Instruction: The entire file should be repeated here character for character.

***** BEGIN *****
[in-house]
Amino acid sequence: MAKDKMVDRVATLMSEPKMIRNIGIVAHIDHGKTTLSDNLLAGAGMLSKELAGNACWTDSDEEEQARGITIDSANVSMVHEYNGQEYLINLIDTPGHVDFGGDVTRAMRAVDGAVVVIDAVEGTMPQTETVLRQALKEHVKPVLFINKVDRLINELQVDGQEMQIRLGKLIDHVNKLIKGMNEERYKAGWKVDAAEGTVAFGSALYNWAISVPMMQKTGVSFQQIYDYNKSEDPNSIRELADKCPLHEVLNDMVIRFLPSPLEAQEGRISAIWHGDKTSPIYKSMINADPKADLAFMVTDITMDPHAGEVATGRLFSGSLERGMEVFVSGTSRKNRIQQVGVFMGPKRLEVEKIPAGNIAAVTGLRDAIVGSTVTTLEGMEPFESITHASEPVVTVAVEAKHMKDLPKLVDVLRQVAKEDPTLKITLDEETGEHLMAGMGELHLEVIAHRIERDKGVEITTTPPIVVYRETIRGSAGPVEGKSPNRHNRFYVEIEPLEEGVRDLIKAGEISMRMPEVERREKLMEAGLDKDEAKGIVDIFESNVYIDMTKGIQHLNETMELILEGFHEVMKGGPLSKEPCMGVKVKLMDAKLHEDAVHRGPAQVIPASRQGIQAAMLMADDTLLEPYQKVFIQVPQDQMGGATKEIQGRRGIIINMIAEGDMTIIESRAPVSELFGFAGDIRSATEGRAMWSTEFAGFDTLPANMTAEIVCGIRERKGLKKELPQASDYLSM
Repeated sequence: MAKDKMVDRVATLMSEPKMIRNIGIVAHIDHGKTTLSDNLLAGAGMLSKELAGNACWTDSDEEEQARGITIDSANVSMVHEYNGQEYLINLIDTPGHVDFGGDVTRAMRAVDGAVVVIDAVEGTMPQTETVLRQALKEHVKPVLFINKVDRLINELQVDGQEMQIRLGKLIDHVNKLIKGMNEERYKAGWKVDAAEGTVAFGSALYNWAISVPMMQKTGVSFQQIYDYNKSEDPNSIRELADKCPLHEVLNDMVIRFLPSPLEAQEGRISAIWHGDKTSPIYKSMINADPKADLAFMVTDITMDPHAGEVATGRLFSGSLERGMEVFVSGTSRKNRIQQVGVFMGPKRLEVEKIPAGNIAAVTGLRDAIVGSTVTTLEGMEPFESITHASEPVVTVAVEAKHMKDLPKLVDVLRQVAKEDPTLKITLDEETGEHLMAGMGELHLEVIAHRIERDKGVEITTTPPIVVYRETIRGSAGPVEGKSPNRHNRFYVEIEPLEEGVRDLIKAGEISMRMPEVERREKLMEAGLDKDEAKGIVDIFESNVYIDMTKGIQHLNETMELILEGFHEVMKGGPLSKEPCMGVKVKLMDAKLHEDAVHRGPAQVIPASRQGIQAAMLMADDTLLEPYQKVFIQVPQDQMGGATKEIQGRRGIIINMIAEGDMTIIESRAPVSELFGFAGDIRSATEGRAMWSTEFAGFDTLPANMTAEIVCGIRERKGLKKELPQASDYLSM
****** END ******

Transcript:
[in-house]
Amino acid sequence: MAKDKMVDRVATLMSEPKMIRNIGIVAHIDHGKTTLSDNLLAGAGMLSKELAGNACWTDSDEEEQARGITIDSANVSMVHEYNGQEYLINLIDTPGHVDFGGDVTRAMRAVDGAVVVIDAVEGTMPQTETVLRQALKEHVKPVLFINKVDRLINELQVDGQEMQIRLGKLIDHVNKLIKGMNEERYKAGWKVDAAEGTVAFGSALYNWAISVPMMQKTGVSFQQIYDYNKSEDPNSIRELADKCPLHEVLNDMVIRFLPSPLEAQEGRISAIWHGDKTSPIYKSMINADPKADLAFMVTDITMDPHAGEVATGRLFSGSLERGMEVFVSGTSRKNRIQQVGVFMGPKRLEVEKIPAGNIAAVTGLRDAIVGSTVTTLEGMEPFESITHASEPVVTVAVEAKHMKDLPKLVDVLRQVAKEDPTLKITLDEETGEHLMAGMGELHLEVIAHRIERDKGVEITTTPPIVVYRETIRGSAGPVEGKSPNRHNRFYVEIEPLEEGVRDLIKAGEISMRMPEVERREKLMEAGLDKDEAKGIVDIFESNVYIDMTKGIQHLNETMELILEGFHEVMKGGPLSKEPCMGVKVKLMDAKLHEDAVHRGPAQVIPASRQGIQAAMLMADDTLLEPYQKVFIQVPQDQMGGATKEIQGRRGIIINMIAEGDMTIIESRAPVSELFGFAGDIRSATEGRAMWSTEFAGFDTLPANMTAEIVCGIRERKGLKKELPQASDYLSM
Repeated sequence: MAKDKMVDRVATLMSEPKMIRNIGIVAHIDHGKTTLSDNLLAGAGMLSKELAGNACWTDSDEEEQARGITIDSANVSMVHEYNGQEYLINLIDTPGHVDFGGDVTRAMRAVDGAVVVIDAVEGTMPQTETVLRQALKEHVKPVLFINKVDRLINELQVDGQEMQIRLGKLIDHVNKLIKGMNEERYKAGWKVDAAEGTVAFGSALYNWAISVPMMQKTGVSFQQIYDYNKSEDPNSIRELADKCPLHEVLNDMVIRFLPSPLEAQEGRISAIWHGDKTSPIYKSMINADPKADLAFMVTDITMDPHAGEVATGRLFSGSLERGMEVFVSGTSRKNRIQQVGVFMGPKRLEVEKIPAGNIAAVTGLRDAIVGSTVTTLEGMEPFESITHASEPVVTVAVEAKHMKDLPKLVDVLRQVAKEDPTLKITLDEETGEHLMAGMGELHLEVIAHRIERDKGVEITTTPPIVVYRETIRGSAGPVEGKSPNRHNRFYVEIEPLEEGVRDLIKAGEISMRMPEVERREKLMEAGLDKDEAKGIVDIFESNVYIDMTKGIQHLNETMELILEGFHEVMKGGPLSKEPCMGVKVKLMDAKLHEDAVHRGPAQVIPASRQGIQAAMLMADDTLLEPYQKVFIQVPQDQMGGATKEIQGRRGIIINMIAEGDMTIIESRAPVSELFGFAGDIRSATEGRAMWSTEFAGFDTLPANMTAEIVCGIRERKGLKKELPQASDYLSM